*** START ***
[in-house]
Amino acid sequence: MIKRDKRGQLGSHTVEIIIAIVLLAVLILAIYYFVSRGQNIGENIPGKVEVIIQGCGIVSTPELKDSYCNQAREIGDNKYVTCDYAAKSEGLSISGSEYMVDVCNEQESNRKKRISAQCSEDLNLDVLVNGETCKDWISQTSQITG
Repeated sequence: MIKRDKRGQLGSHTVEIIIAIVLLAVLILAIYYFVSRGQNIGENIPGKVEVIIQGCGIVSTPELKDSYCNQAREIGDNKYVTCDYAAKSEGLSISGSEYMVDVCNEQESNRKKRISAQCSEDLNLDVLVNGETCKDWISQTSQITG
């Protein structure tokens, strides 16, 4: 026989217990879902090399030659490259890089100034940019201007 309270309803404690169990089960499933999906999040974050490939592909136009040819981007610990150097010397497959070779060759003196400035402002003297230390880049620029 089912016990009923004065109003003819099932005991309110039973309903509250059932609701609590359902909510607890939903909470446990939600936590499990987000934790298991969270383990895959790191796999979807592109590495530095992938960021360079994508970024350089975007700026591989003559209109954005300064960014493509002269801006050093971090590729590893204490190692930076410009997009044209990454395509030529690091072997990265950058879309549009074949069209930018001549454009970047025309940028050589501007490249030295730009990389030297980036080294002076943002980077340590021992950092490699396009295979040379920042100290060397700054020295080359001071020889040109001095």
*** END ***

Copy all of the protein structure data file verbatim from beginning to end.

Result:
[in-house]
Amino acid sequence: MIKRDKRGQLGSHTVEIIIAIVLLAVLILAIYYFVSRGQNIGENIPGKVEVIIQGCGIVSTPELKDSYCNQAREIGDNKYVTCDYAAKSEGLSISGSEYMVDVCNEQESNRKKRISAQCSEDLNLDVLVNGETCKDWISQTSQITG
Repeated sequence: MIKRDKRGQLGSHTVEIIIAIVLLAVLILAIYYFVSRGQNIGENIPGKVEVIIQGCGIVSTPELKDSYCNQAREIGDNKYVTCDYAAKSEGLSISGSEYMVDVCNEQESNRKKRISAQCSEDLNLDVLVNGETCKDWISQTSQITG
């Protein structure tokens, strides 16, 4: 026989217990879902090399030659490259890089100034940019201007 309270309803404690169990089960499933999906999040974050490939592909136009040819981007610990150097010397497959070779060759003196400035402002003297230390880049620029 089912016990009923004065109003003819099932005991309110039973309903509250059932609701609590359902909510607890939903909470446990939600936590499990987000934790298991969270383990895959790191796999979807592109590495530095992938960021360079994508970024350089975007700026591989003559209109954005300064960014493509002269801006050093971090590729590893204490190692930076410009997009044209990454395509030529690091072997990265950058879309549009074949069209930018001549454009970047025309940028050589501007490249030295730009990389030297980036080294002076943002980077340590021992950092490699396009295979040379920042100290060397700054020295080359001071020889040109001095």